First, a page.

Ted and Sarah moved to Omaha in 1959 and became involved in the Jewish Community. Seldin has been a member of the Iowa Bar Association for 60 years, and early on obtained his real estate license for both Iowa and Nebraska. The Seldin Firm currently manages more than 10,000 apartments and over 1,250,000 square feet of mixed-use retail and office space. Some familiar locations the firm has developed include Royalwood Estates, Westwood Communities, Westwood Plaza and Montclair shopping centers as well as Valley View Terrace in Iowa.
From the beginning in 1984, Ted has been involved with the Jewish Federation of Omaha Foundation, serving as President from 1994-1996 and continuing his role as board member to this day.
Ted has served on the Greater Omaha Chamber of Commerce Housing Committee and its Board of Directors as well as on a variety of other boards, including Temple Israel where he was President and the Omaha Community Foundation, and his influence on the Omaha landscape through both his company’s real estate development and his volunteer work cannot be overstated. We could mention them all, and this paper would double in size.
Seldin’s career has always been focused on much more than the work itself; community engagement is obviously a high priority. A lucky thing, too: in 1975, he was asked to joined the board of directors and co-chair the building and grounds committee with Syd Osten. He agreed, just in time to co-chair the reconstruction committee after Temple was hit by the famous tornado. Needless to say, he and many others were busy overseeing the reconstruction of the synagogue for a long time.
Maybe the most important real estate work Ted Seldin has been involved with is the development and management of low-income senior housing, including Livingston Plaza. Early on, he saw the need for “decent places where seniors can live in dignity and security.”
Bert Lewis wrote in 2010:
“I don’t know where the inspiration originated, but I do know that Ted went to Washington and talked, cajoled, argued and educated the people who had the power to help. “I also know that when he was finished pleading his case, an FHA program was in place, which would provide assistance to seniors, assuring safe, clean and comfortable housing. It promised rent at no more than 30% of income, after deduction for medication. ‘If I have a legacy to leave, this is it,’ Ted says.”
From that, grew places like Livingston Plaza, the first of many and a great example of what such housing should look like. Livingston Plaza is owned by the Jewish Federation of Omaha; Seldin Company continues to manage it. The building is connected to the Jewish Community Center, seniors can walk down the hall and take advantage of programming in the building, access the gym and socialize without having to worry about the weather or where to find transportation.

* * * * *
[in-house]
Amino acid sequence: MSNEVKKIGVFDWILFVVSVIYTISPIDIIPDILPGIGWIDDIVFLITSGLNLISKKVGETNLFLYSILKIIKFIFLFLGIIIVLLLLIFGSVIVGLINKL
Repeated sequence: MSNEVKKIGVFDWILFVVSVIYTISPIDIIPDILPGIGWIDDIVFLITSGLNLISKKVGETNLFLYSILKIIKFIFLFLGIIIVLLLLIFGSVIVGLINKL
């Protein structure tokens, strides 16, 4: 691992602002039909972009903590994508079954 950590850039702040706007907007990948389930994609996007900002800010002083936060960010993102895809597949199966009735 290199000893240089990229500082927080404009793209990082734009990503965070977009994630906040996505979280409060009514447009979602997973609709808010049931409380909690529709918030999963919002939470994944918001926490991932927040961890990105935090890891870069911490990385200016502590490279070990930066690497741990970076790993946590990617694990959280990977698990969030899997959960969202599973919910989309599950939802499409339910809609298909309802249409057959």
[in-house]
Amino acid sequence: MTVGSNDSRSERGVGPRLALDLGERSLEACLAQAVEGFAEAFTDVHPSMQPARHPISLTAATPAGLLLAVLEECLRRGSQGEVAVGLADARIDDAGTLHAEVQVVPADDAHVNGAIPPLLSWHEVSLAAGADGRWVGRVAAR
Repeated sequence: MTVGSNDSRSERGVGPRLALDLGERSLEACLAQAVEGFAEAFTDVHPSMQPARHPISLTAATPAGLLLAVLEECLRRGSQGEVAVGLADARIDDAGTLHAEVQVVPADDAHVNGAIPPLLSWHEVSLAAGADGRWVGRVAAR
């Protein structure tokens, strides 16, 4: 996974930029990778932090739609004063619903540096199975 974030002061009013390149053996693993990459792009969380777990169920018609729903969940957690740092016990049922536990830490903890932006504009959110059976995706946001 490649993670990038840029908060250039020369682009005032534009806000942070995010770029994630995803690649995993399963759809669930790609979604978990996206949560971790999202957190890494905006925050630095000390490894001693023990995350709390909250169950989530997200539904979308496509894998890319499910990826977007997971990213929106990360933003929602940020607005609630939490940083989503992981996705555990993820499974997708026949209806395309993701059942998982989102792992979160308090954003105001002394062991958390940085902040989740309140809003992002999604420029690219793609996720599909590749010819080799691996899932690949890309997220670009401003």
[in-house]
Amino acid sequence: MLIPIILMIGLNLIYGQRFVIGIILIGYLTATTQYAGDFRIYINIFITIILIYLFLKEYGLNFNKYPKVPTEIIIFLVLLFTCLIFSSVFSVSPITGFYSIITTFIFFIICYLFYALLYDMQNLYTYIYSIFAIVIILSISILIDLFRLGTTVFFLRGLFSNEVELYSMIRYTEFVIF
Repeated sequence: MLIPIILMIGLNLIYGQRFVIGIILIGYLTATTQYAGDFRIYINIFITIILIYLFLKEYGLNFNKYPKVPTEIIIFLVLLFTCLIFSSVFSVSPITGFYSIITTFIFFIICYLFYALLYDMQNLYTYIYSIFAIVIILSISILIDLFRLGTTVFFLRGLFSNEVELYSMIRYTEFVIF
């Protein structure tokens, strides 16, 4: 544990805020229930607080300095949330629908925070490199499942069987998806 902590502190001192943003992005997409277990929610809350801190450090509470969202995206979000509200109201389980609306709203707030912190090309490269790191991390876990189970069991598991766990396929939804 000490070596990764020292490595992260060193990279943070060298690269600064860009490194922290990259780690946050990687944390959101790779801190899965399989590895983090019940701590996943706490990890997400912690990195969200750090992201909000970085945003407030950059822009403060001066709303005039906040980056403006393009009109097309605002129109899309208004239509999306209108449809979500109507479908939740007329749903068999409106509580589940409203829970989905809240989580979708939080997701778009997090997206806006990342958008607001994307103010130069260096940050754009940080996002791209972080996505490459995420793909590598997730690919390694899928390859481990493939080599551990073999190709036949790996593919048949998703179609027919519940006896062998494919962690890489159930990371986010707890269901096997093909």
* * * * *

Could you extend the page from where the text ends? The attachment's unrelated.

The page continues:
In spite of all those accomplishments, Ted Seldin has remained humble and likes to point the spotlight away from himself. But, as Bert Lewis wrote in the Jewish press in 2010, Ted Seldin is “much more than a country boy.” In 2012, he was inducted in the Greater Omaha Chamber of Commerce.
When the University of Iowa Alumni Association in 2013 presented him with the Distinguised Alumni Award. they called him “an entrepreneur with a social conscience.”
Alan Potash, JFO CEO calls the Seldins “Strong community builders, not just in commercial and residential building but strong supporters of the Jewish community in Omaha and Council Bluffs and many other institutions.”
Potash added: “In conversations with people that know Ted and his family, one hears about the contributions they have made throughout the years.
“Their involvement ranges from supporting the Jewish Federation of Omaha and its agencies, the ADL and the Institute for Holocaust Education, Temple Israel, UNO to the cemetery in Council Bluffs. Ted has been a mentor for me in many different areas. Beth’s family and ours have been close for many years. I even had a chance to work with Stephanie years ago to bring the film Refusenik to Omaha.”
A heartfelt Mazal tov to the Ted Seldin family. May the blessings keep coming. Please join us in congratulating them at the Jewish Federation’s Annual Meeting on June 1, 2015.